Comedy Oddities: The Power And The Glory

the power and the glory indexReportedly a major influence on Orson Welles when making Citizen Kane, this was Preston Sturges debut film script which was apparently loosely based on the life of C. W. Post, his second wife’s grandfather, though their careers were very different as Post founded a cereal company which became General Foods, whereas the fictional Tom Garner (Spencer Tracey) works his way up to become the president of the railroad.

It’s often described as only a drama but that does it a disservice, as there’s a good few scenes which are fairly comedic, especially early on in the film which shouldn’t come as a shock given that Sturges wrote it. The film is at its best in these early scenes too, even though chronologically it leaps all over the place, as we learn about the friendship between Tom and his lifelong friend Henry (Ralph Morgan), and how they met is rather sweet as Henry couldn’t swim and Tom teaches him while also defending him from a local bully.

Henry’s wife (who remains nameless, but was played by Sarah Padden) has nothing good to say about Tom however, and suggests it was a good thing that he eventually killed himself. A discourse between Henry and his wife occurs every so often with the wife always complaining about Tom, with Henry defending him each and every time. Some of these scenes really aren’t needed, especially towards the end where they threaten to become repetitive, but it does help make clear how many people objected to the way Tom treated them and that only Henry seems to have a good word about the man.

During one of these sequences when Henry talks about how amazing Tom was, and how unlike any other man, he suggests “You can’t judge him by ordinary standards. It wouldn’t fit him”, but the film’s main problem is that we never really see any examples of that. As a kid he might’ve been full of moxie but the twenty year old Tom seems quite the dope, happy to watch life slide by and becoming tongue tied around his future wife Sally (Colleen Moore), in a nicely amusing scene he takes up her a mountain to propose but can’t get the words out until they’re at the very top and completely exhausted.

As the domineering president of the railroad he’s certainly a confident and persuasive individual, but again nowhere near the titan of a man that Henry makes him out to be. In the first half it’s not so much of an issue but it really is when we reach the second half of the movie which is far less entertaining as Tom falls for another woman which leads Sally to commit suicide, and becomes involved in a company wide strike which ends with the deaths of over four hundred men when they start a fire and the police become involved, and it’s extremely difficult to understand why Henry keeps on defending his friend.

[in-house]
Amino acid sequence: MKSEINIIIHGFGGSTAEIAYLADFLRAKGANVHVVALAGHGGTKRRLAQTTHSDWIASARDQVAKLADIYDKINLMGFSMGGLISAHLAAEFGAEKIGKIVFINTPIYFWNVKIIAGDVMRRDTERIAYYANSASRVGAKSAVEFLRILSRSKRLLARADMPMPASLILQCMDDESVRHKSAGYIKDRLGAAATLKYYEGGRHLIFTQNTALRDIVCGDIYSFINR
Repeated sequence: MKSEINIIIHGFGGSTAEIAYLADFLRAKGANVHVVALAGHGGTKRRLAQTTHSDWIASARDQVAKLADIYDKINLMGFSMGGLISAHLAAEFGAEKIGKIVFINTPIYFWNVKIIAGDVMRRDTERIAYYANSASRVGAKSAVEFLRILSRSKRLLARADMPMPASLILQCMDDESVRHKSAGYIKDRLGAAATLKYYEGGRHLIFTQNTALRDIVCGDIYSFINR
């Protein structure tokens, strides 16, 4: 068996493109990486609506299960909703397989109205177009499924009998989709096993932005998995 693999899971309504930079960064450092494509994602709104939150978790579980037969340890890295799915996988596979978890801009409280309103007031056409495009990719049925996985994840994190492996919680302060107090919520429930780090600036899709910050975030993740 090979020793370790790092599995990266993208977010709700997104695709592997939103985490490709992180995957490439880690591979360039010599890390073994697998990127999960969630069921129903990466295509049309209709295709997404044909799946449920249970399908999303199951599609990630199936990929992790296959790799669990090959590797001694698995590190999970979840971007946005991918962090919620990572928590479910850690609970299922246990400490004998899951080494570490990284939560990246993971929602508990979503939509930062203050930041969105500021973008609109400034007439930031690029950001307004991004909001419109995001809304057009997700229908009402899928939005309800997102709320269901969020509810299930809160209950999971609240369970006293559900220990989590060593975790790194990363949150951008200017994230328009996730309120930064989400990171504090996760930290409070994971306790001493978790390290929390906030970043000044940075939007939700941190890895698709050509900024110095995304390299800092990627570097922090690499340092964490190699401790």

A fairly short movie at 75 minutes, if we had been given even just a couple of examples of why Tom was supposed to be such a great man it might have made the film more effective, but as it is it’s the tale of a man who was fairly decent, became obsessed with power and became a bit of a shit, and that’s all really. Sturges script definitely saves it from not being worth watching, and Henry’s narration has some amusing lines, while when Tom is seducing either Sally or Eve it’s at its most amusing, but the second half unfortunately descends in to melodrama, especially when Sally kills herself and the scenes where so many others die and the aftermath of such an event is glossed over far too quickly.

The (for the time) unusual structure works to its benefit, as the older Tom is rarely enjoyable enough to spend time with but least we often flit back to the twentysomething one, even if Spencer Tracey doesn’t make for a particularly convincing 20 year old even though he was aged just 33 at the time of filming, and is far more convincing as an older man. Otherwise the performances are largely strong thankfully, with Colleen Moore particularly effective when she hears that Tom is no longer in love with her.

It’s one of those films which you can see why it was so heavily praised at the time, and Sturges’ script makes it a great deal more palatable than it could have been in less skilled hands. But not enough evidence is provided to suggest that Tom Garner truly deserved to have his life story told in such a way, and there are large chunks of his tale concerning how he went from uneducated slacker to a powerful businessman whose absence is glaring.


Alex Finch.
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